Asking questions about the after birth? The umbilical cord? What you need to know about the umbelical cord after your baby is born. In those first crucial minutes immediately after the birth of your baby (during the “Third Stage of Labour”), something important is happening – or rather is suppose to happen. When your baby is born, if all is well, they should be placed immediately on your body for skin to skin care. During this time the placenta is still inside of you and will remain so typically anywhere between 5-30 minutes (sometimes up to 60 minutes).
When should the cord be clamped?
Between 30 – 50% of your infant’s blood volume is still in the placenta. After birth the umbilical cord continues to pulsate, pushing the blood from the placenta into your baby. There are records dating back thousands of years debating when or how the baby’s umbilical cord should or shouldn’t be clamped and severed. It is generally agreed that around 1913 in Western medicine it became standard practice for all Obstetricians (and even many Midwives) to clamp and cut the umbilical cord immediately within a few seconds after birth. This practice spread across the world. The practice of Immediate Cord Clamping “ICC” was based on several beliefs/theories.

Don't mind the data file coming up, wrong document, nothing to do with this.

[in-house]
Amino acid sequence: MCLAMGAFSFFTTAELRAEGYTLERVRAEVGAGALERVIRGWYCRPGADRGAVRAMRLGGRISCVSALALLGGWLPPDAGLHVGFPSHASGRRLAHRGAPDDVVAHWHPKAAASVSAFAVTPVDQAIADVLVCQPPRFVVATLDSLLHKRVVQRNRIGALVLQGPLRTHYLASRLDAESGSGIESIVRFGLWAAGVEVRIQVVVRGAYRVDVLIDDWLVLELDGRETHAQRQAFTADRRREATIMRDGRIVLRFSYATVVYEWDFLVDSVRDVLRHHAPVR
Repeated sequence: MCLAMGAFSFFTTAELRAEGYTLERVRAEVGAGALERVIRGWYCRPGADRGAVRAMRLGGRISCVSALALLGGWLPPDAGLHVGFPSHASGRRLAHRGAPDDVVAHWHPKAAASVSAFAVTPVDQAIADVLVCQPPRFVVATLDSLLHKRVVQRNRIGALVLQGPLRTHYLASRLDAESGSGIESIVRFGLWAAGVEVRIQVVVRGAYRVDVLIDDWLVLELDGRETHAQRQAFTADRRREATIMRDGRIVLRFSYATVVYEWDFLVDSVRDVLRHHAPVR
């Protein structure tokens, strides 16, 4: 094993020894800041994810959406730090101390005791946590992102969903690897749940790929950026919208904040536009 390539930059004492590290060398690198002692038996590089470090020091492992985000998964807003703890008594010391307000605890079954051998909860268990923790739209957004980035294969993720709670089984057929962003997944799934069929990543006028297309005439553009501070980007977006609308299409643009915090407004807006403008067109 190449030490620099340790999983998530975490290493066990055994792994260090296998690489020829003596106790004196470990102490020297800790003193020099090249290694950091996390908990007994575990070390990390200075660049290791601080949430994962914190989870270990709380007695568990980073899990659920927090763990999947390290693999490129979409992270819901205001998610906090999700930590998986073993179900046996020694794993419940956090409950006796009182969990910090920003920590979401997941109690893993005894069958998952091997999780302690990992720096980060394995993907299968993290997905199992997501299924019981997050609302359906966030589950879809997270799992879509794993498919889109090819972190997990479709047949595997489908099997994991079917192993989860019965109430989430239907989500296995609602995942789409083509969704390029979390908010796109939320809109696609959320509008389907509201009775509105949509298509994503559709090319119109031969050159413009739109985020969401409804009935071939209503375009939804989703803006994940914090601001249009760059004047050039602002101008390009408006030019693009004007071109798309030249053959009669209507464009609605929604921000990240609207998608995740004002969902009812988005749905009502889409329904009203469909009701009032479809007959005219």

Unfortunately, these theories listed below (and many more) were not supported by research and evidence!
- Immediate cord clamping would stop baby’s blood from going back into the placenta
- his practice lowered the risk of postpartum hemorrhage in the mother
- that it would stop mother’s blood from going into the baby and attacking it (Rh sensitization)
- that it would lower jaundice levels in baby
Today the research shows us that there are huge benefits for Delayed Cord Clamping (DCC). Many people would argue that it should be called “Optimal Cord Clamping” (OCC).
What is delayed cord clamping?
Delayed Cord Clamping / Optimal Cord Clamping means waiting for the cord to stop pulsating before clamping and cutting.
The research also shows that there are no risks to mother and baby if cord clamping is delayed. In fact, babies are put at risk if the umbilical cord is clamped too early.
So, what has changed?
Well, we now know how the umbilical cord works! Inside the cord is a substance called Wharton’s jelly that protects the blood vessels within the cord. Once your baby is born the Wharton’s jelly starts to cool down to room temperature the cord pulsations begin to slow down. The jelly then hardens and clamps the cord itself.
Umbilical cords clamp themselves!
How cool is that?!
Think about it. Women have been birthing since the dawn of humanity without clamps and scissors. Our bodies know how the Third Stage of Labour should go. Research has come a long way in the last century. We now know that: